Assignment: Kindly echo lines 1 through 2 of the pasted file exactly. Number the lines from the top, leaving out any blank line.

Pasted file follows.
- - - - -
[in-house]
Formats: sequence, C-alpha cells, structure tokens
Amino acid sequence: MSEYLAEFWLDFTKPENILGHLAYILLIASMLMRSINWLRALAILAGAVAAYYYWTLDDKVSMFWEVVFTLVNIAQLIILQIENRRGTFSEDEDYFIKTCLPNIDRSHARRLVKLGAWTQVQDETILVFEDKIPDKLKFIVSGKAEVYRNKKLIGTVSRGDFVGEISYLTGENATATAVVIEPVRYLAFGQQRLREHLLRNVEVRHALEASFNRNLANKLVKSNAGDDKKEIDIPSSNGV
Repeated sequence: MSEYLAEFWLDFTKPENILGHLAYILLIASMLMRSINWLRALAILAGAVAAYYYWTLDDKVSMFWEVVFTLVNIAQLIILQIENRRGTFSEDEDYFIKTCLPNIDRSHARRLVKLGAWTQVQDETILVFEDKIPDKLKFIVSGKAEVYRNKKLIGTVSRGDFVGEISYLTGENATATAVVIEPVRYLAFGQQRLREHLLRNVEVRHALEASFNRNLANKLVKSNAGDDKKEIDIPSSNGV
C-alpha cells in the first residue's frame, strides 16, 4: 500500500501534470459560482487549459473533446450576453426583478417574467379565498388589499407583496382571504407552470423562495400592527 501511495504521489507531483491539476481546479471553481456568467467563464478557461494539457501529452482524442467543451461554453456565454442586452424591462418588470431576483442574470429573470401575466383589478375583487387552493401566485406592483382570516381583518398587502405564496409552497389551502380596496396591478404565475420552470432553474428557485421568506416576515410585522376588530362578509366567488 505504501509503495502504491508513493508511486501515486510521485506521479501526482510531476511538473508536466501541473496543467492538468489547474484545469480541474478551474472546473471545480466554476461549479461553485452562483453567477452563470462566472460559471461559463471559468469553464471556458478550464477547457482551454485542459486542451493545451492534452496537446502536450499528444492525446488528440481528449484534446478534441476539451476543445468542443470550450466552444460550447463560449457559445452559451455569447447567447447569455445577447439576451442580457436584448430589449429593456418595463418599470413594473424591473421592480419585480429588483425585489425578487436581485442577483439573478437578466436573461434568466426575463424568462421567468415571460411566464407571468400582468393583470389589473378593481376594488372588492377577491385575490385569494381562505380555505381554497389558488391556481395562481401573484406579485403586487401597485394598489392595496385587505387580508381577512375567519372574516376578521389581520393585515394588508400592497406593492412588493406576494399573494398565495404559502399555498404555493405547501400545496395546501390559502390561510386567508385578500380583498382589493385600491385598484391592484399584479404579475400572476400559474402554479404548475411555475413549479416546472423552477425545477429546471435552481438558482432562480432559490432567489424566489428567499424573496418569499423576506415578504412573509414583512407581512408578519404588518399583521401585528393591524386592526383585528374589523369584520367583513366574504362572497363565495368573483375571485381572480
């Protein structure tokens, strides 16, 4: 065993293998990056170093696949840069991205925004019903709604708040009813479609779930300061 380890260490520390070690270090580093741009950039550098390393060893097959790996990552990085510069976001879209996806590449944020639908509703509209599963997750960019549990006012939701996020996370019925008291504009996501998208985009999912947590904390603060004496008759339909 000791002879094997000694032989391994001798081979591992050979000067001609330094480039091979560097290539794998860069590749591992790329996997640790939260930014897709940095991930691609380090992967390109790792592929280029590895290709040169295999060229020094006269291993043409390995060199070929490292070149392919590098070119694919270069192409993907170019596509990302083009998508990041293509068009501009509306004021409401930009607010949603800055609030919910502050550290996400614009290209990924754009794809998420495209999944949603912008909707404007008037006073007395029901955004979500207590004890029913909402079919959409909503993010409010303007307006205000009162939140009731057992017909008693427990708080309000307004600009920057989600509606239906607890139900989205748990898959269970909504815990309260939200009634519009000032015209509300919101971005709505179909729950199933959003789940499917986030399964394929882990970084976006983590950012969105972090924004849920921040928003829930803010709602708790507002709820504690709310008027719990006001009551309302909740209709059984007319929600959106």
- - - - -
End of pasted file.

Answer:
[in-house]
Formats: sequence, C-alpha cells, structure tokens